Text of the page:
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Inland Warehouses Overtake Landscape

Updated: Oct 8, 2021

By Jeff Horseman

The Inland Empire supply chain doesn’t just flow, it gushes.

Logistics dominate the former citrus powerhouse where almost 5 million live. For better or worse, the region’s present and future are tied to mammothwarehouses and an 18-wheeled armada connecting the fruits of overseas labor to shopping aisles and doorsteps.

That change ramped up during the coronavirus pandemic, which spiked demand for online shopping and warehouses to store goods bought virtuallywith one-day delivery. In 2020, the top 500 North American retailers generated $849.5 billion in online sales, up 45.3% from 2019 and the biggest jump since 2006, Forbes reported.

A number of warehouses have been built in the past few years in the vicinity of Nevada Street in Redlands. Because of a variety of factors, the Inland Empire has become a hub for the logistics industry, which has led to job growth but also frustration among certain residents.

“What we see happening on the ground today is a result of our choices as a society, to shop more online, to change the way that we acquire products,” said Juan Perez, Riverside County’s chief operating officer.

The story of the Inland warehouse boom has chapters in geography, globalization and demographics; take out a chapter and the ending changes. It’s a long-running drama pitting those who see logistics as the best option for a low-skilled workforce against those who blame warehouses and the dieselbelching trucks filling them for poisoning the air, clogging freeways and paying low wages.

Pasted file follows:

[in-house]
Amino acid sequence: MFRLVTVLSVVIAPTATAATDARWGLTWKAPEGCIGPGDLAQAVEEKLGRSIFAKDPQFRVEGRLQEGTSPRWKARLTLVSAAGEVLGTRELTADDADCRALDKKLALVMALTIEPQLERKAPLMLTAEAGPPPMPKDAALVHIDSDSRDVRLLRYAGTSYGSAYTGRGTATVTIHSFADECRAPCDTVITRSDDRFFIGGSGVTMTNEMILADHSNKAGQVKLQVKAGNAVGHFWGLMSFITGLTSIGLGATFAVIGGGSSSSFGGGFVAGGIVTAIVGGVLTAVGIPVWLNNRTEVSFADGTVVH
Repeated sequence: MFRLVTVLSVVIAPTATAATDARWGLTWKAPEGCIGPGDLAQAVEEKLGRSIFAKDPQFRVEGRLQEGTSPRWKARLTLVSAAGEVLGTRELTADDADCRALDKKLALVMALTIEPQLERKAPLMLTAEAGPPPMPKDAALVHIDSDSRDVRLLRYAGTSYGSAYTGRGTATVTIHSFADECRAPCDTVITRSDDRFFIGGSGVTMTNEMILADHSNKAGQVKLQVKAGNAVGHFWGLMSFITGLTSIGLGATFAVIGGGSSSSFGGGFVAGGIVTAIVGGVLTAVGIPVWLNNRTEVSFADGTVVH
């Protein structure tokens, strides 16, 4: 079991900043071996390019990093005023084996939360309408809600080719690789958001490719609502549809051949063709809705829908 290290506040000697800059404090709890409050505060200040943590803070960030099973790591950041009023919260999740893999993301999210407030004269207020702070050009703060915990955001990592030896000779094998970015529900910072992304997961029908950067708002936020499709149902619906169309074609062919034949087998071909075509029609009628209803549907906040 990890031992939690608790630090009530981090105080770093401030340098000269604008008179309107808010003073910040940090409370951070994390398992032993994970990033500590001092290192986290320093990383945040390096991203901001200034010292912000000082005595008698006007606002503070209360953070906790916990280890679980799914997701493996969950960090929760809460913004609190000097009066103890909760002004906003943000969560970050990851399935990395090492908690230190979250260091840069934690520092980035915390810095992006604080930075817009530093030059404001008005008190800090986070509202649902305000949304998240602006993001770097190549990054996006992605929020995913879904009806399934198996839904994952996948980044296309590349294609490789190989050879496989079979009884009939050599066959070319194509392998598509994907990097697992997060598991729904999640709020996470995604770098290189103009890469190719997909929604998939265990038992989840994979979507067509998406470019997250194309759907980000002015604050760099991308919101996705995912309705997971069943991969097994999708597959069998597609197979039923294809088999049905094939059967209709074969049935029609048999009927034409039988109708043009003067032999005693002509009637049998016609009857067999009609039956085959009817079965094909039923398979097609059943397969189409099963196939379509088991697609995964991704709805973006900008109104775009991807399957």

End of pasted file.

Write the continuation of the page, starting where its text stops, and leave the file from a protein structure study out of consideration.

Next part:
It’s also a story that — like the logistics industry — keeps growing:

• From 2004 to 2020, the Inland logistics footprint roughly doubled to almost 600 million square feet, according to commercial real estate firm CBRE.

• The number of Inland “big box” distribution centers grew 54% from 463 in 2009 to 711 in 2020, according to Statista, a market and consumer data firm.

• In 2019, the Inland Empire was home to 21 of the nation’s 100 biggest logistics leases, the California attorney general’s office reported.

• An estimated 40% of the nation’s consumer goods come through the region, Bloomberg News reported, and the logistics industry employed almost 1 in 8 Inland workers as of early this year.

• Amazon is Riverside County’s second-largest employer, according to the county budget report.

These examples don’t include the planned World Logistics Center, which will bring 40 million square feet of warehouse space to eastern Moreno Valley.

The Inland region is “one of five or six locations like this in the world” for logistics, said Paul Granillo, president and CEO of the Inland Empire Economic Partnership. “The question we as a region need to grapple with is how do we take advantage of the economic engine that this sector is for us.”

Logistics is “a net positive for San Bernardino County” and supports other parts of the local economy, San Bernardino County Supervisor Curt Hagman said.

But the industry has downsides, he added.

“I drive on the freeway and there’s three lanes of trucks in front of me,” he said.

Other options?

In fighting new warehouses, residents often ask why something else — a shopping center, for example — can’t be built instead.

Jeff Greene, chief of staff to Riverside County Supervisor Kevin Jeffries, said a developer reportedly looked into building an outdoor retail plaza similar to Rancho Cucamonga’s Victoria Gardens in Mead Valley, a rural unincorporated area where warehouses are popping up.

“The population density (and) the demographics just don’t come anywhere close to penciling out,” Greene said.